Gerry Philbin, Defensive End (1964-1972)

Where Are They Now: Gerry Philbin

Although sacks weren’t a stat when Philbin was in the league, The Jet’s Blog credits him with 64.5 which would rank him 3rd on the Jet’s all-time list. Philbin earned both AFL All-Star Game invitations and first-team All-AFL honors in 1968 and 1969, then in 1970 he was named¬†first-team defensive end on the All-Time AFL Team.

5.) Don Maynard, Wide Receiver (1960-1972)

Happy Birthday to Hall of Fame WR Don Maynard

Don Maynard played 13 years for the New York Jets and earned AFL All-Star Game invitations in 1965, 1967 and 1968 and although he fell short of the 1,000-yard mark in 1969, his 938 receiving yards earned him his last All-Star Game invitation and designation as a first-team All-AFL wide receiver. Maynard is considered the best wide receiver in New York Jets history to this day. He retired after the 1973 season as the NFL’s all-time leader in receptions with 633 and in receiving yardage with 11,834. His 627 catches, 11,732 receiving yards and 50 100-yard games while with the Jets remain team records to this day.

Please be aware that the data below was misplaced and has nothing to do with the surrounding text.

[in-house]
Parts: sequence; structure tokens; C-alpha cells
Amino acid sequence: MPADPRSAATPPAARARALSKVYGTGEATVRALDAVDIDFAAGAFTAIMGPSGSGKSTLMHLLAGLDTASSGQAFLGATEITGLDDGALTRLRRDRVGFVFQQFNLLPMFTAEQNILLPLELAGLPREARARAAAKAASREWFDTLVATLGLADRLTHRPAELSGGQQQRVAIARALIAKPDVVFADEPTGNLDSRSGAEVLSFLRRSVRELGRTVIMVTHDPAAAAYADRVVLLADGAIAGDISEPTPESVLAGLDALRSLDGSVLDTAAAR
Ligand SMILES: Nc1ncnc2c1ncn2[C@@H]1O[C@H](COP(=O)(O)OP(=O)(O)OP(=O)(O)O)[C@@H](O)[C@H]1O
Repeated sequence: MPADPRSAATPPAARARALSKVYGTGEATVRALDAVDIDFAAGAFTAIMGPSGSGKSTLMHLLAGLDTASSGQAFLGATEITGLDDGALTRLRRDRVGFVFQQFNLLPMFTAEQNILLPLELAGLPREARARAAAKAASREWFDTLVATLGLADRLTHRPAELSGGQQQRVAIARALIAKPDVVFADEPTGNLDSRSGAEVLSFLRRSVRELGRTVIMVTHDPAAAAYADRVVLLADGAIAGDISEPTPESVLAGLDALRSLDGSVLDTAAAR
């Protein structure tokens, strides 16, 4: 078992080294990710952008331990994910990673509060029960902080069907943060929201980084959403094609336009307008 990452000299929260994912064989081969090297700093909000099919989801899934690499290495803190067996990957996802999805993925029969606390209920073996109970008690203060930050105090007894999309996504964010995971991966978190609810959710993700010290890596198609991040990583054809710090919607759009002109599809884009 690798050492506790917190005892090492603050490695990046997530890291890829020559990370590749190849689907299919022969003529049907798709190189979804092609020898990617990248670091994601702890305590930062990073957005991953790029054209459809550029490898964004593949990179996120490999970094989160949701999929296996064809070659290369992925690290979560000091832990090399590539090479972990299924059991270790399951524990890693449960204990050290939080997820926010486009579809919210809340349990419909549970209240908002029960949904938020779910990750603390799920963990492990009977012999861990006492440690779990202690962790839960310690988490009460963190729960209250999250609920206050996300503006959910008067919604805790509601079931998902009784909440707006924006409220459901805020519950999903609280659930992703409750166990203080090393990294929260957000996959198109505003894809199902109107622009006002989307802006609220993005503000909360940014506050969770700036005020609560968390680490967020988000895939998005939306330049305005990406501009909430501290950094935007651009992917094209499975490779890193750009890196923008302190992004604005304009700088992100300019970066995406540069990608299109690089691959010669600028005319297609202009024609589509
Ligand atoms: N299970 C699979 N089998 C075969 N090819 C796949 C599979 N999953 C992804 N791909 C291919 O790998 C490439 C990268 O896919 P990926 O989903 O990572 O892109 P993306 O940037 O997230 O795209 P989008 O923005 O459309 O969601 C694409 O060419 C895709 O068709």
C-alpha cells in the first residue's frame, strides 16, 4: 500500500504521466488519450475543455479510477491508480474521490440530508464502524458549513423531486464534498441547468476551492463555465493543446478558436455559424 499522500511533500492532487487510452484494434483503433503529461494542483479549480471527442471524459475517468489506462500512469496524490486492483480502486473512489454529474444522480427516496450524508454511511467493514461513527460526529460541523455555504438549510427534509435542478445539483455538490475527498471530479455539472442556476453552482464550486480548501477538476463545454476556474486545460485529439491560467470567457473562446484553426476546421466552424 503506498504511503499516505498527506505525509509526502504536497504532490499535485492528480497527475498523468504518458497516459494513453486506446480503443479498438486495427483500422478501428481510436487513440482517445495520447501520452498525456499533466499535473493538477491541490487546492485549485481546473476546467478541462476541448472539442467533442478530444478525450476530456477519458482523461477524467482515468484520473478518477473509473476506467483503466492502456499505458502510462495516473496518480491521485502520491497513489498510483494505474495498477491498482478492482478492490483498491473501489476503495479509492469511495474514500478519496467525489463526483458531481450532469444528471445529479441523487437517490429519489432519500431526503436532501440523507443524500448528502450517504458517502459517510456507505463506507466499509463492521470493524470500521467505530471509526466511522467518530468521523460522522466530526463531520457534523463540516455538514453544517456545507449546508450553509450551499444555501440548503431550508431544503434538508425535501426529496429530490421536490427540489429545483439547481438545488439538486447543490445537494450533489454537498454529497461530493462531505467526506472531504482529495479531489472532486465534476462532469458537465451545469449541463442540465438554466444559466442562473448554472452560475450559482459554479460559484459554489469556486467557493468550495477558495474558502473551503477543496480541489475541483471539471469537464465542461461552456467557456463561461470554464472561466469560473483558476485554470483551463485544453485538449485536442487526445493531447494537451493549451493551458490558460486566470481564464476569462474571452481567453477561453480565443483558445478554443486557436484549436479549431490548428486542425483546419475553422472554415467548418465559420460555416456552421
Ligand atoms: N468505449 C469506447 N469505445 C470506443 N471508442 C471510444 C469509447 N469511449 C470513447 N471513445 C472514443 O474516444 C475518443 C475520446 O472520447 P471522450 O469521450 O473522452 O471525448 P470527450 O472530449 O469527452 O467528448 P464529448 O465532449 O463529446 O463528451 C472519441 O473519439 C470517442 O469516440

4.) Darrelle Revis, Cornerback (2007-12, 2015-16)

Darrelle Revis agrees to deal with New York Jets - SBNation.com

This will be the one that people criticize on this list. Feel free to put your criticisms in the comment section at the bottom of this page and please let me know how one of the best cornerbacks in the history of the NFL not just the Jets doesn’t deserve to be on this list. I beg you please tell me. Darrelle Revis locked down his side of the field and Quarterbacks including the great Tom Brady did all they could do to avoid throwing near him. As a Jet, Revis was a 3 time All-Pro and 5 time Pro Bowler. “Revis Island” was what Revis trademarked as he shut down elite receivers without needing any safety help. Revis is best corner in Jets history and in my opinion, one of the best in the history of the NFL.

3.) Curtis Martin, Running Back (1998-2005)

2012 Hall of Fame: Curtis Martin: 'Who knows where I'd be without football'  - CBSSports.com